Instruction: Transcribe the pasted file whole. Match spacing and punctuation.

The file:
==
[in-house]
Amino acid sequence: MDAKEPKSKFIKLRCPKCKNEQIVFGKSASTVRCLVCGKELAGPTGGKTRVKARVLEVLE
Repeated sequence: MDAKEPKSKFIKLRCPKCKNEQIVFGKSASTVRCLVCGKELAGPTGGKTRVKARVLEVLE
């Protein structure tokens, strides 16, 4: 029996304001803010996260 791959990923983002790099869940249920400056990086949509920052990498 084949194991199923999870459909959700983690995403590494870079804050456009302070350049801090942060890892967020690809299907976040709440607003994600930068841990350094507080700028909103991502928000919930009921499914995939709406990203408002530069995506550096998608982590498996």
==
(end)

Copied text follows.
[in-house]
Amino acid sequence: MDAKEPKSKFIKLRCPKCKNEQIVFGKSASTVRCLVCGKELAGPTGGKTRVKARVLEVLE
Repeated sequence: MDAKEPKSKFIKLRCPKCKNEQIVFGKSASTVRCLVCGKELAGPTGGKTRVKARVLEVLE
């Protein structure tokens, strides 16, 4: 029996304001803010996260 791959990923983002790099869940249920400056990086949509920052990498 084949194991199923999870459909959700983690995403590494870079804050456009302070350049801090942060890892967020690809299907976040709440607003994600930068841990350094507080700028909103991502928000919930009921499914995939709406990203408002530069995506550096998608982590498996």